Hong Kong’s residents have emerged as some of the busiest and most aggressive buyers of London homes, as they made a beeline to snap up residential real estate ahead of a January 2021 application process that opens the path to the right of abode and full citizenship in Britain.
Hongkongers bought £305.6 million (US$405 million) of prime London homes in the first nine months of 2020, ranked second among foreign property buyers behind France and ahead of mainland China, according to research by Astons, an investment immigration adviser.
The flurry of investments come before applications commence on January 31 for Hong Kong holders of the British National (Overseas) passport and their immediate family members to receive a special class of visa that puts them on the path to citizenship. The programme, created amid deteriorating UK-China relations after the Chinese legislature passed a national security law for Hong Kong, could attract more than one million Hongkongers to move to Britain in the next five years, with half of them relocating in the first year, according to British media reports citing official estimates.
“The ability for Hong Kong’s BN(O) passport holders to apply for British citizenship will impact the London market over the coming months and it has already started to do so with prospective buyers starting their search for a home in anticipation,” said Aston’s managing director Arthur Sarkisian, in an emailed interview with South China Morning Post.
Foreigners bought 41 per cent of London’s residential real estate with prime postcodes in the first three quarters, totalling £3.32 billion, according to Astons. The French were the biggest investors, spending £365.4 million on 11 per cent of the total purchases by foreigners. Hong Kong was tied with the United States in second place with 9.2 per cent, or £305.6 million, while mainland China’s buyers were in third place with £275.7 million, or 8.3 per cent.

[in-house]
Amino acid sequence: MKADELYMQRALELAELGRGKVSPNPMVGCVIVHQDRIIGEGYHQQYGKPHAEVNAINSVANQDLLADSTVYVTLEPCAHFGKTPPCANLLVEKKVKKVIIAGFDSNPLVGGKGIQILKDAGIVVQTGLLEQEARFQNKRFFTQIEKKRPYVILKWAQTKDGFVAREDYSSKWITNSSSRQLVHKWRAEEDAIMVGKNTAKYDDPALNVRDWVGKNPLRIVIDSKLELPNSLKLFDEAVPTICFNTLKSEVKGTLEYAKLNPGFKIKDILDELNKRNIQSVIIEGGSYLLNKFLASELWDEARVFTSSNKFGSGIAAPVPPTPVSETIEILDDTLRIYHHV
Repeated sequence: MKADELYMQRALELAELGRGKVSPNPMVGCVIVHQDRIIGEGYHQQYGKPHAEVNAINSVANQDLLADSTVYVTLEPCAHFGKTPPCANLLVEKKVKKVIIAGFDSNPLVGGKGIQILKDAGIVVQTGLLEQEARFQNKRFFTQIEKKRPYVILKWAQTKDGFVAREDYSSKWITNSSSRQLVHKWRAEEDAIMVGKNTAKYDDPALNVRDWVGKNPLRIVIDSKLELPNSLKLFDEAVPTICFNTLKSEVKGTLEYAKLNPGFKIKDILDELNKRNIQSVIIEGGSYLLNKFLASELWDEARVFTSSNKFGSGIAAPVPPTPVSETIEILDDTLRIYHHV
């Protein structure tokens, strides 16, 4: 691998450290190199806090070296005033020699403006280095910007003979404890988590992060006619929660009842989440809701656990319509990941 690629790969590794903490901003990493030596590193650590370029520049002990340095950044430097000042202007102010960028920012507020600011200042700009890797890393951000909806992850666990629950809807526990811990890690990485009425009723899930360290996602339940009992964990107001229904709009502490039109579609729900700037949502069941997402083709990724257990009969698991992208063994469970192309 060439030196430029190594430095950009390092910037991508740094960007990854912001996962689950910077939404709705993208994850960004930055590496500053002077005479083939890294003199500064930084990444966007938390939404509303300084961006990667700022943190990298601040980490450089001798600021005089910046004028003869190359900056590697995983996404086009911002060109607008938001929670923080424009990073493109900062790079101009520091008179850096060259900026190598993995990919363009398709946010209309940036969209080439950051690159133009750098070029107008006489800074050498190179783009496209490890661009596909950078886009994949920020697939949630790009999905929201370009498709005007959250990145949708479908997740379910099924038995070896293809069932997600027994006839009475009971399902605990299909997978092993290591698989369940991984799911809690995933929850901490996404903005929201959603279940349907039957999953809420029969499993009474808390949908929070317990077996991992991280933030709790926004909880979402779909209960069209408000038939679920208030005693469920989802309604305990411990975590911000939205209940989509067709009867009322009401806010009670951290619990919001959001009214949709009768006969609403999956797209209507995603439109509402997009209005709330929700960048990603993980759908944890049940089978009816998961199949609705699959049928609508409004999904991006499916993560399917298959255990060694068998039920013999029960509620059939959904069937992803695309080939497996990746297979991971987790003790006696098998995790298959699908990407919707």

“We’ve seen a considerable uplift in enquiries from our Hong Kong office by those interested in securing a property in London since the announcement” of the BN(O) passport holders’ eligibility for UK residency, said Marc von Grundherr, a director of international property consultant Benham and Reeves.
The BN(O) passport, some of which were issued to Hong Kong’s residents after the city’s return to China’s sovereignty in 1997, is not recognised by the Chinese government and is invalid for travel to mainland China. Hongkongers can separately use a passport bearing the mark of Hong Kong as a Special Administrative Region (SAR) of China, and must use a separate home-return permit to visit the mainland.
As many as 6,438 homes totalling £8.1 billion were sold in the first nine months, which translates to £1.26 million for the average home, according to Astons’ data.
“The clear feedback we have from [Hong Kong’s] buyers is that the weak pound and the ongoing discount in prime London values from the peak back in 2014 are the main attractions,” said Liam Bailey, global head of research at consultancy Knight Frank. “Travel restrictions have hampered some sales and we expect to see an uptick in interest into 2021.”
The surge in demand has also been helped by savings in stamp duties. Currently, foreign investors of UK property will receive the same stamp duty holiday as domestic buyers, which equates to as much as £15,000 in the top tiers of London’s prime market. In addition, there will be a further 2 per cent stamp duty surcharge for foreign buyers in April 2021.
“It’s only natural that those looking to obtain UK citizenship will commit fully to a new life here and so owning a home is an essential part of this,” said Sarkisian. “As a result, Hong Kong buyers are expected to account for a considerable amount of market activity in London’s prime property sector over the coming year and beyond.”